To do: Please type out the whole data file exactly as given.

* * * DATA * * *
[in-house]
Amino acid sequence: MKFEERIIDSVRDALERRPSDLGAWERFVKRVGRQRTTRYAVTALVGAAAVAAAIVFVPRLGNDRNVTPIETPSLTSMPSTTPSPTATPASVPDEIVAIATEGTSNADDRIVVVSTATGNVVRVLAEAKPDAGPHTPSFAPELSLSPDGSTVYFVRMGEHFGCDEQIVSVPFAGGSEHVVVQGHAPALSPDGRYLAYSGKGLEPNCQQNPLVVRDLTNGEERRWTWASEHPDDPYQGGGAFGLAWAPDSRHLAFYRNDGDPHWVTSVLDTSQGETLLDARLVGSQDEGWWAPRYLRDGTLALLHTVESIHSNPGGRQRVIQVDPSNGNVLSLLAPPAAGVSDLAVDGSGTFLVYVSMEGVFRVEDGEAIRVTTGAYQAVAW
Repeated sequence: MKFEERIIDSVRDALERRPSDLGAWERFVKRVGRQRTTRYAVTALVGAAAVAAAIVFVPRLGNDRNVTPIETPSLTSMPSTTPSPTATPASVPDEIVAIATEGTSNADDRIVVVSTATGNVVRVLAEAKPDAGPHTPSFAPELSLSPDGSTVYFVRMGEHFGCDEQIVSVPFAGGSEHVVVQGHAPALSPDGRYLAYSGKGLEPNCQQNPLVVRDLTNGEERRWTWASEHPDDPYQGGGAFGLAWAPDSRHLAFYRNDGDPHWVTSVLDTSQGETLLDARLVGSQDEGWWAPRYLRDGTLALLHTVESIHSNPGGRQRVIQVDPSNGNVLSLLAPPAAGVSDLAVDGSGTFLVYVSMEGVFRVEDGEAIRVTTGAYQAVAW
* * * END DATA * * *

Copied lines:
[in-house]
Amino acid sequence: MKFEERIIDSVRDALERRPSDLGAWERFVKRVGRQRTTRYAVTALVGAAAVAAAIVFVPRLGNDRNVTPIETPSLTSMPSTTPSPTATPASVPDEIVAIATEGTSNADDRIVVVSTATGNVVRVLAEAKPDAGPHTPSFAPELSLSPDGSTVYFVRMGEHFGCDEQIVSVPFAGGSEHVVVQGHAPALSPDGRYLAYSGKGLEPNCQQNPLVVRDLTNGEERRWTWASEHPDDPYQGGGAFGLAWAPDSRHLAFYRNDGDPHWVTSVLDTSQGETLLDARLVGSQDEGWWAPRYLRDGTLALLHTVESIHSNPGGRQRVIQVDPSNGNVLSLLAPPAAGVSDLAVDGSGTFLVYVSMEGVFRVEDGEAIRVTTGAYQAVAW
Repeated sequence: MKFEERIIDSVRDALERRPSDLGAWERFVKRVGRQRTTRYAVTALVGAAAVAAAIVFVPRLGNDRNVTPIETPSLTSMPSTTPSPTATPASVPDEIVAIATEGTSNADDRIVVVSTATGNVVRVLAEAKPDAGPHTPSFAPELSLSPDGSTVYFVRMGEHFGCDEQIVSVPFAGGSEHVVVQGHAPALSPDGRYLAYSGKGLEPNCQQNPLVVRDLTNGEERRWTWASEHPDDPYQGGGAFGLAWAPDSRHLAFYRNDGDPHWVTSVLDTSQGETLLDARLVGSQDEGWWAPRYLRDGTLALLHTVESIHSNPGGRQRVIQVDPSNGNVLSLLAPPAAGVSDLAVDGSGTFLVYVSMEGVFRVEDGEAIRVTTGAYQAVAW